For the past decade, the world’s trailer manufacturing sector has kept a keen eye on China’s successful container giant, China International Marine Containers (CIMC), as it entered the commercial road transport sector. The expansion has seen the company adapt its business modelling and quality control approach along the way. Ten years on, a consolidation phase is now palpable, while a renewed global thrust is being planned.
The road to corporate globalisation is littered with expensive setbacks. But, the corporations and fledgling enterprises that have shown the ability to learn from and apply targeted expertise to overcoming setbacks, often emerge the stronger for it.
CIMC has weathered its fair share of criticism, partly based on the enduring preconception that China’s manufacturing juggernaut might be able to outgun its European and American counterparts in the cheap production department, but whether producing domestically or off-shore, quality control issues still have some way to go. China watchers are beginning to see a turnaround in that quality thinking as the world’s most populous nation increasingly grasps global standard requirements. And, in CIMC’s case, a high quality build has gone to the head of the priority list.
This particular diverse, publicly-listed company, has had no difficulty in finding itself on influential domestic and international business ranking lists that position it as a serious player and on the upward climb, but its foray into the trailer sector has been a study in globalising learning curves and adaptability. There may be some competitive comfort in thinking that CIMC still has a long road to travel in this sector – until you seek an in-depth update from the company’s Managing Director, David Li, who graduated from the Business School of Southern Connecticut State University with a master’s degree in economics. He also holds an engineering degree from Shanghai Jiaotong University, one of China’s most prestigious engineering universities.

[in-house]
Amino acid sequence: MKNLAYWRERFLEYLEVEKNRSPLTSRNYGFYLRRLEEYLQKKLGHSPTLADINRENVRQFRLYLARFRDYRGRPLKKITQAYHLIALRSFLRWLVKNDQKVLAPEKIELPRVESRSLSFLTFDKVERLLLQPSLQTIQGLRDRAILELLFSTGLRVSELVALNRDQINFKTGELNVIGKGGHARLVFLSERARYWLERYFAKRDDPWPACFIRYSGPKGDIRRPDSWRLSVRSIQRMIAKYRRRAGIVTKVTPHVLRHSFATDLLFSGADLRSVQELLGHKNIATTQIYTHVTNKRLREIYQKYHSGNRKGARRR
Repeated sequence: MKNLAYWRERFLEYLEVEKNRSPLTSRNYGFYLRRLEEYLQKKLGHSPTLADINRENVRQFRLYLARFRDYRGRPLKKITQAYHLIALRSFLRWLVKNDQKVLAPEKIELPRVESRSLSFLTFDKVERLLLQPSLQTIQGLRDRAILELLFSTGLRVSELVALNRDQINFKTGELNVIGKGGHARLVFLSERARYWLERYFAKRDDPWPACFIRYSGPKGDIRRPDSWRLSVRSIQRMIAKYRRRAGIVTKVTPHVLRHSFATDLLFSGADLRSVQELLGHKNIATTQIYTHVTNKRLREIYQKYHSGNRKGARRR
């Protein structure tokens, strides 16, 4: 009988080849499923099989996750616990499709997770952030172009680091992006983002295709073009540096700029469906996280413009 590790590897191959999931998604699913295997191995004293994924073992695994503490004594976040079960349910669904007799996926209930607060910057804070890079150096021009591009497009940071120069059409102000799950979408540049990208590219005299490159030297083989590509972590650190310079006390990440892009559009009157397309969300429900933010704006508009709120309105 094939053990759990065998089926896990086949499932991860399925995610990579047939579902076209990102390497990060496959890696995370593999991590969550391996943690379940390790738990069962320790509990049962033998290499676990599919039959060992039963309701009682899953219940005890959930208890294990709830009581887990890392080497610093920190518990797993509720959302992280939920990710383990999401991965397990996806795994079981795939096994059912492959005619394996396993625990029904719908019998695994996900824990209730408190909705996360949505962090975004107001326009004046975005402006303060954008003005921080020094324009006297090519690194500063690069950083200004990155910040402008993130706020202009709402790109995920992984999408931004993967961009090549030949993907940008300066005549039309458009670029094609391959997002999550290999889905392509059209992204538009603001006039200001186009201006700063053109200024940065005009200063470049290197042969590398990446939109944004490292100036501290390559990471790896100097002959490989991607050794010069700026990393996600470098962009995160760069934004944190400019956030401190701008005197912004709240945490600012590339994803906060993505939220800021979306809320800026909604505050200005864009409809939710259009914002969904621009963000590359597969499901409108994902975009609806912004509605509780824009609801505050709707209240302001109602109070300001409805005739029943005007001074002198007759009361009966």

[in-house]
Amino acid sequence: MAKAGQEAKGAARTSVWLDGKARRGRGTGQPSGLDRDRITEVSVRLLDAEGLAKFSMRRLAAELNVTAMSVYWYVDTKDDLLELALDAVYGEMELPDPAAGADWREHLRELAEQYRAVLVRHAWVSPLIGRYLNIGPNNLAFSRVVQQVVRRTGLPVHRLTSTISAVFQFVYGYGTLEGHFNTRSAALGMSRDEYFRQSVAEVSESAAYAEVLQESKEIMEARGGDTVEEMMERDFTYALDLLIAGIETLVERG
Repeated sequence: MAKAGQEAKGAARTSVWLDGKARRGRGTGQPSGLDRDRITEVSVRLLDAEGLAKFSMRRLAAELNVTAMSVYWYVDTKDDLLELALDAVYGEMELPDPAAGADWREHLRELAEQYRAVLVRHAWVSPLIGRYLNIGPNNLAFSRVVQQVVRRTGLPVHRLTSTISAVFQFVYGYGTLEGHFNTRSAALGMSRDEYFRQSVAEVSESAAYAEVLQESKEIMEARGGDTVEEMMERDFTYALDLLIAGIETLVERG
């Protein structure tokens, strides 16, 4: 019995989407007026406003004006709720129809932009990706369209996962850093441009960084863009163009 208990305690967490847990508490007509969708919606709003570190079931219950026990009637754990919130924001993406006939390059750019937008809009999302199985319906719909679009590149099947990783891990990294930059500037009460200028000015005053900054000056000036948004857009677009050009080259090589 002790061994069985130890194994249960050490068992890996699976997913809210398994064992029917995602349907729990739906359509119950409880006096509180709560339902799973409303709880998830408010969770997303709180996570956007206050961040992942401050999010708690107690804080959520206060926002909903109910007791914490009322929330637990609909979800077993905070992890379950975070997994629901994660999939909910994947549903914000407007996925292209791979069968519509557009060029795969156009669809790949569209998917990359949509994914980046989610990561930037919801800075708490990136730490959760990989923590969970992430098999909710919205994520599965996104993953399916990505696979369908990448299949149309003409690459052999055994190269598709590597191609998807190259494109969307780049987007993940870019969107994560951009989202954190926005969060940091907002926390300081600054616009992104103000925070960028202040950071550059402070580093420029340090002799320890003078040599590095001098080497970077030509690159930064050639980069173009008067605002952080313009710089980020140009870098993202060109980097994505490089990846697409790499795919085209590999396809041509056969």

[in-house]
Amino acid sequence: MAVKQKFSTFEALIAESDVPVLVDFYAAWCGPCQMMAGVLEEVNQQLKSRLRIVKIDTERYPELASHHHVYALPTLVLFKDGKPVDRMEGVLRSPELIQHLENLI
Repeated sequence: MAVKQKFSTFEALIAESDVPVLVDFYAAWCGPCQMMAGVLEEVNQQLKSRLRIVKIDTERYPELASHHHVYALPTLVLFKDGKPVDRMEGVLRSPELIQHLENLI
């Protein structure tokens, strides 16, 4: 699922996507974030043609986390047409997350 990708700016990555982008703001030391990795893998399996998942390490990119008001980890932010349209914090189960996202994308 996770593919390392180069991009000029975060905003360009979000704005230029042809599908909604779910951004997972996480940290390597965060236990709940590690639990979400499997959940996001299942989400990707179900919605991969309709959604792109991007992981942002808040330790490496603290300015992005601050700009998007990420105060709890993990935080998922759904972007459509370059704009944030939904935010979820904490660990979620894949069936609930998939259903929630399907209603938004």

The tough lessons learned in the past decade and the ability to address and rectify the roadblocks come under his stewardship. In his spacious, yet unobtrusive office overlooking China’s Shenzhen Harbour – the third busiest behind Shanghai and Hong Kong – he is keen to discuss the company’s plans for the future. In the global corporation scheme of things, 10 years is not a long time in which to bring about a start up, iron out the blockages to progress and reach a consolidation phase that then sets a platform for future expansion. Li makes it clear straight up that he’s about perfecting the products. Achieving that vital quality is priority number one at this point and growth will take a back seat to that in the interim. The catalyst for change has come about via initial experiences in Europe, where Li concedes to being “confused” when a seemingly simple design prototype attracted an extensive deficiency report. Other spheres of operation have made it plain there isn’t a one-size-fits-all approach to the trailer business. Li admits they are strong lessons to learn, but make no mistake, he is equally clear that CIMC is not wavering off a global success path, with a new five year plan in place. “We rose from zero to a serious player in the global market in only one decade. Now it’s time to offer the global marketplace a new deal. We want to bring in a new breeze. We have the capital, and we have the technology, so why not?”